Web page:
Recent evidence from the West Virginia flood at Buffalo Creek provides more weight to the psychological impairment from disaster argument. Church, in treating victims of the 1972 flood, witnessed serious depressive reactions, paralyzing fear, terrible nightmares, and a profound sense of guilt for having lived when others had died. (Morris, 1973)  Similarly, Erikson has reported severe psychiatric impairment of the Buffalo Creek victims long after the disaster. (Erikson, 1974)  The author noted the loss of community and individual identification brought about by the use of mobile homes. In other words, relocation, especially one that leads to prolonged or permanent displacement can be said to be "a second disaster" which leads to severe symptoms of emotional trauma. (Wallace, 1957)

Fried has described the variety of long term symptoms associated with relocation. These include anger, a sense of helplessness, somatic distress, and a tendency to idealize one's former home. He describes a grief process in the loss of one's place of residence. (Fried, 1963)

One final but interrelated concept is helpful to our discussion and that is the idea of social or community disorganization. It has been stated that community is disorganization as a result of disaster may adversely affect the mental health of a given community. (Leighton, 1959)  As the social system of a community, is destroyed or severely damaged, psychological stresses are produced for the individual to adapt to the changes-many times unsatisfying and not meeting his needs.  This added demand taxes his psychological mechanisms and emergence of fluctuating somatic or psychological

symptoms increase the burden of coping.

Thus, we see that community disorganization becomes interactive with expressions of individual disorganization. As community structures, institutions, and social groupings are altered, the individual may be affected in a downward spiral involving economic opportunities and/or burdens. Individuals are members of families, churches, schools, civic and economic organizations and as these disintegrate or dissolve due to lack of leadership and support, it is the individual who manifests the overt consequences and suffers from the process. (Elliot and Merril, 1961)  In like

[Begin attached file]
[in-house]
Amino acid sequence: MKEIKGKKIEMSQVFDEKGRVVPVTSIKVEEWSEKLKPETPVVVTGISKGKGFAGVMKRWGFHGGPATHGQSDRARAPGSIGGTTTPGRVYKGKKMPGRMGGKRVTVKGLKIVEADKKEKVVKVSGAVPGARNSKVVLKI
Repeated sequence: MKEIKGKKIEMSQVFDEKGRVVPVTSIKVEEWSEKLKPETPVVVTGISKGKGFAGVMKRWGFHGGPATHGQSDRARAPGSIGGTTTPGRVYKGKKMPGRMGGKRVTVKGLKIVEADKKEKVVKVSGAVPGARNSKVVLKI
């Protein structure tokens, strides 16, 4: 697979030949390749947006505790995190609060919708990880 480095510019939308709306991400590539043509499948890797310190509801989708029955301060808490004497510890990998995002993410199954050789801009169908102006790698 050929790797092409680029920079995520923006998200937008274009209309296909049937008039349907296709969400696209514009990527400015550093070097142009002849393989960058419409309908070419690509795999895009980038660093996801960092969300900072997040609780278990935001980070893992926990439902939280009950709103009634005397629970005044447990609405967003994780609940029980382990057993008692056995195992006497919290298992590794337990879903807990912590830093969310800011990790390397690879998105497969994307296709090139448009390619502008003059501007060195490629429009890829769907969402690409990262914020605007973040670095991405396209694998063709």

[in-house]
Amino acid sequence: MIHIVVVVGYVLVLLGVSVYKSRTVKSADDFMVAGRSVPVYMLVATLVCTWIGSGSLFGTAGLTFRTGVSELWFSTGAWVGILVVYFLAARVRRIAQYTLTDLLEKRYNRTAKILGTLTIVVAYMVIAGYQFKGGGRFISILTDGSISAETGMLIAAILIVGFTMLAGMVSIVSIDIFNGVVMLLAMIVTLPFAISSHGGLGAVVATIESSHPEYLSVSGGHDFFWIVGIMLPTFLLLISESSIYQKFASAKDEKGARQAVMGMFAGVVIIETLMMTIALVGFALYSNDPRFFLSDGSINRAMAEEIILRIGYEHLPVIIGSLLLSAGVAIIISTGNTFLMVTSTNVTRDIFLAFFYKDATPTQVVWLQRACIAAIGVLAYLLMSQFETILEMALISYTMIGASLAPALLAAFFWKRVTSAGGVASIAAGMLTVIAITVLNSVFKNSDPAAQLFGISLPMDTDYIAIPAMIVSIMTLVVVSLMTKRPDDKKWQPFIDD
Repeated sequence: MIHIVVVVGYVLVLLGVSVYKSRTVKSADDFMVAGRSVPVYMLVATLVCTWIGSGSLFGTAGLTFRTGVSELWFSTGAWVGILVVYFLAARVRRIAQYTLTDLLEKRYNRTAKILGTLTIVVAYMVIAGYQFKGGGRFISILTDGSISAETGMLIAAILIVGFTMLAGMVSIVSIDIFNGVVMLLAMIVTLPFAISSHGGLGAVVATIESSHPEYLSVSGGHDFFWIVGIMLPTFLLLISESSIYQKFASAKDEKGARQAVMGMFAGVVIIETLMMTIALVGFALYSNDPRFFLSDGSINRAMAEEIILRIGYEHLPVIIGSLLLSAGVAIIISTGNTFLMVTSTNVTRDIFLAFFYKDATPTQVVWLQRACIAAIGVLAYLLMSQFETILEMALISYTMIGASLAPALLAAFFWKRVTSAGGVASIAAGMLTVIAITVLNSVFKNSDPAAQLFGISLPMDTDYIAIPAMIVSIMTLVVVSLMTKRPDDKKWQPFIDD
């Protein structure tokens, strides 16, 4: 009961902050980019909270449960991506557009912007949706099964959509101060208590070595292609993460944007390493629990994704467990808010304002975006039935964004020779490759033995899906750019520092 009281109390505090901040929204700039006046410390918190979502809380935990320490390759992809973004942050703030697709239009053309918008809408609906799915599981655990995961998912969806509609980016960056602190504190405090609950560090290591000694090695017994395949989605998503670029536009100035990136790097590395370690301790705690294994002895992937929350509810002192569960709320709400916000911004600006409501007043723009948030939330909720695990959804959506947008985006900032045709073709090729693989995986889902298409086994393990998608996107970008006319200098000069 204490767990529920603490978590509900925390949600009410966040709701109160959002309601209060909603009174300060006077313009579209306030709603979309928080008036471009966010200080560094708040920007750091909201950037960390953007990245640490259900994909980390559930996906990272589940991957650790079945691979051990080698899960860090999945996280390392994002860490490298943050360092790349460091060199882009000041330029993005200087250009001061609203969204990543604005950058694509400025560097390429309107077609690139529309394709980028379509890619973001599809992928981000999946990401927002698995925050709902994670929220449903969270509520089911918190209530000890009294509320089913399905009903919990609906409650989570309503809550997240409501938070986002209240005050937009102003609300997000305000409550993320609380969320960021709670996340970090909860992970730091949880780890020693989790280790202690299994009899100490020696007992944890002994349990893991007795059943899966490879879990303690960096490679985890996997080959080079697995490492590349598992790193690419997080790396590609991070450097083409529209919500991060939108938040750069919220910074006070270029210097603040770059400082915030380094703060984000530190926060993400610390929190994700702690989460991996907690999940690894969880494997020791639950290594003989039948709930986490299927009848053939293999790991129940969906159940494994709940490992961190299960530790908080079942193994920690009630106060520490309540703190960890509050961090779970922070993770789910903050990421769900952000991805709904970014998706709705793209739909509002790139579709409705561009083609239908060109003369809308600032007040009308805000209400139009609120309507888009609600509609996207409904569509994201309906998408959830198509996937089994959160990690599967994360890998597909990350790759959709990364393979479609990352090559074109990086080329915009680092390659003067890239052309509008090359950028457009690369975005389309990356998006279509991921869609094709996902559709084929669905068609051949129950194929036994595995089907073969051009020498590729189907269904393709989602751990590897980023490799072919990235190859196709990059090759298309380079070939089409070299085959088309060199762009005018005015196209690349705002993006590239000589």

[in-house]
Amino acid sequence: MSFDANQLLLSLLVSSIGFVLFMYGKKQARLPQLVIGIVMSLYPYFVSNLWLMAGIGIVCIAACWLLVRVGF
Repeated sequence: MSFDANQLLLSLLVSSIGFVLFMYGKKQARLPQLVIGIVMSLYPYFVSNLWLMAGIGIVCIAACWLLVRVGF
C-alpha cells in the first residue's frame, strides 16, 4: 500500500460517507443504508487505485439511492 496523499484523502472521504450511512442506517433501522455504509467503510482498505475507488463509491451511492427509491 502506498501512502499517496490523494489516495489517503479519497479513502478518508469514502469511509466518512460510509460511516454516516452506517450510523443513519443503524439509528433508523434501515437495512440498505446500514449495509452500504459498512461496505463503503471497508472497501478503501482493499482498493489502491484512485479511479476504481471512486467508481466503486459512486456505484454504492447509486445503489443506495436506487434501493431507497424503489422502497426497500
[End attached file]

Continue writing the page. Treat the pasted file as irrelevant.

manner, the disappearance of physical forms-such as, familiar buildings, streets, or surroundings-produce a sense of loss, fear, and anxiety.

In review, there is some evidence that the post-impact phase of disaster may produce differing levels of emotional impairments and that personal disorganization may be greatly influenced by the degree of community disintegration experienced over time by the disaster victim. On selected aspects of the Managuan earthquake, we found additional evidence to support these theories.


Managua: Three Years Later

            Before the earthquake, Managua, a beautiful city, was clustered on the banks of Lake Managua. It is the capital of the largest, Central American country, which is populated by approximately 400,000 of the 2,000,000 people in Nicaragua.  The city moved from the bank of the Lake toward a classical Spanish plaza surrounded by the cathedral where the major religious ceremonies took place; the National Palace; and the National Theater. Ringing the core of these impressive buildings were the central commercial, governmental buildings, and institutions. The residential areas were nearby and offered citizens the attraction of moving rapidly from work to home and recreation activities. The city was compact: its highly centralized geographical distribution was closely correlated with the traditional and cultural lifestyles of the family activities.  Most citizens could walk to the plaza where- the focus of their political and social activities took place.